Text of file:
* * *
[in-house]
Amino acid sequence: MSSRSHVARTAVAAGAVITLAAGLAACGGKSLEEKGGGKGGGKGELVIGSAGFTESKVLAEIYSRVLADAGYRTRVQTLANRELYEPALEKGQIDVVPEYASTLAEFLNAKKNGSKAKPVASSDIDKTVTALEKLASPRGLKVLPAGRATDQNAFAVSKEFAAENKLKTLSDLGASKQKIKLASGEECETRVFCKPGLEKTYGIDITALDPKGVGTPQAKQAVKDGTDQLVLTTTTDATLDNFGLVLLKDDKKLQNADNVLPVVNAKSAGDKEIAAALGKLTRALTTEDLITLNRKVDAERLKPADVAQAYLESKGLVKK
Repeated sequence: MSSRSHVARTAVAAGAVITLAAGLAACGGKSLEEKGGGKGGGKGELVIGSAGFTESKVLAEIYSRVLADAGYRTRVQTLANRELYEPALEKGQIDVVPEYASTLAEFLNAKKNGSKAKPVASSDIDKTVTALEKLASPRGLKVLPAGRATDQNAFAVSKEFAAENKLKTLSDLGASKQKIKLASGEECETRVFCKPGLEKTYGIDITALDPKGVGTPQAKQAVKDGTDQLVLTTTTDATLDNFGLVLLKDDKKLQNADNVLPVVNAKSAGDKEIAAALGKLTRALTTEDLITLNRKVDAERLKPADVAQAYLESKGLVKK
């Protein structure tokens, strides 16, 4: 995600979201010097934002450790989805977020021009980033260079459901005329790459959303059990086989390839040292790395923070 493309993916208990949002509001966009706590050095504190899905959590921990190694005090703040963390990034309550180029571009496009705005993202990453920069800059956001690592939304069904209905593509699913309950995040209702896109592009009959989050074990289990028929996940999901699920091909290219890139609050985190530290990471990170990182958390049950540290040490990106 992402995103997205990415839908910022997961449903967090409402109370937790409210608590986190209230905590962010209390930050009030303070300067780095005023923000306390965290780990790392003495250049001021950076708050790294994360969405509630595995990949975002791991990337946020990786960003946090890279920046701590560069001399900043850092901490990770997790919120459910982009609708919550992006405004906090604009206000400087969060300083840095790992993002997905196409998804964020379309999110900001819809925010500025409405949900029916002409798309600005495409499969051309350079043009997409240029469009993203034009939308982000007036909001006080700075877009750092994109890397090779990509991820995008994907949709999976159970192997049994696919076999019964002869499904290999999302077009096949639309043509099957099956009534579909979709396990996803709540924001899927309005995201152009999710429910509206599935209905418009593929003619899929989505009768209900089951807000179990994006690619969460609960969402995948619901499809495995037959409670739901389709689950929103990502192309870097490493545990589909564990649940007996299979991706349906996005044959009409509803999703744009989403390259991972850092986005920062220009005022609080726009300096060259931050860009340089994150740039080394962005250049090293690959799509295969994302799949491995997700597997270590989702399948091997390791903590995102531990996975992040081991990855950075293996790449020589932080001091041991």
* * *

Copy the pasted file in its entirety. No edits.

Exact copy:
[in-house]
Amino acid sequence: MSSRSHVARTAVAAGAVITLAAGLAACGGKSLEEKGGGKGGGKGELVIGSAGFTESKVLAEIYSRVLADAGYRTRVQTLANRELYEPALEKGQIDVVPEYASTLAEFLNAKKNGSKAKPVASSDIDKTVTALEKLASPRGLKVLPAGRATDQNAFAVSKEFAAENKLKTLSDLGASKQKIKLASGEECETRVFCKPGLEKTYGIDITALDPKGVGTPQAKQAVKDGTDQLVLTTTTDATLDNFGLVLLKDDKKLQNADNVLPVVNAKSAGDKEIAAALGKLTRALTTEDLITLNRKVDAERLKPADVAQAYLESKGLVKK
Repeated sequence: MSSRSHVARTAVAAGAVITLAAGLAACGGKSLEEKGGGKGGGKGELVIGSAGFTESKVLAEIYSRVLADAGYRTRVQTLANRELYEPALEKGQIDVVPEYASTLAEFLNAKKNGSKAKPVASSDIDKTVTALEKLASPRGLKVLPAGRATDQNAFAVSKEFAAENKLKTLSDLGASKQKIKLASGEECETRVFCKPGLEKTYGIDITALDPKGVGTPQAKQAVKDGTDQLVLTTTTDATLDNFGLVLLKDDKKLQNADNVLPVVNAKSAGDKEIAAALGKLTRALTTEDLITLNRKVDAERLKPADVAQAYLESKGLVKK
């Protein structure tokens, strides 16, 4: 995600979201010097934002450790989805977020021009980033260079459901005329790459959303059990086989390839040292790395923070 493309993916208990949002509001966009706590050095504190899905959590921990190694005090703040963390990034309550180029571009496009705005993202990453920069800059956001690592939304069904209905593509699913309950995040209702896109592009009959989050074990289990028929996940999901699920091909290219890139609050985190530290990471990170990182958390049950540290040490990106 992402995103997205990415839908910022997961449903967090409402109370937790409210608590986190209230905590962010209390930050009030303070300067780095005023923000306390965290780990790392003495250049001021950076708050790294994360969405509630595995990949975002791991990337946020990786960003946090890279920046701590560069001399900043850092901490990770997790919120459910982009609708919550992006405004906090604009206000400087969060300083840095790992993002997905196409998804964020379309999110900001819809925010500025409405949900029916002409798309600005495409499969051309350079043009997409240029469009993203034009939308982000007036909001006080700075877009750092994109890397090779990509991820995008994907949709999976159970192997049994696919076999019964002869499904290999999302077009096949639309043509099957099956009534579909979709396990996803709540924001899927309005995201152009999710429910509206599935209905418009593929003619899929989505009768209900089951807000179990994006690619969460609960969402995948619901499809495995037959409670739901389709689950929103990502192309870097490493545990589909564990649940007996299979991706349906996005044959009409509803999703744009989403390259991972850092986005920062220009005022609080726009300096060259931050860009340089994150740039080394962005250049090293690959799509295969994302799949491995997700597997270590989702399948091997390791903590995102531990996975992040081991990855950075293996790449020589932080001091041991």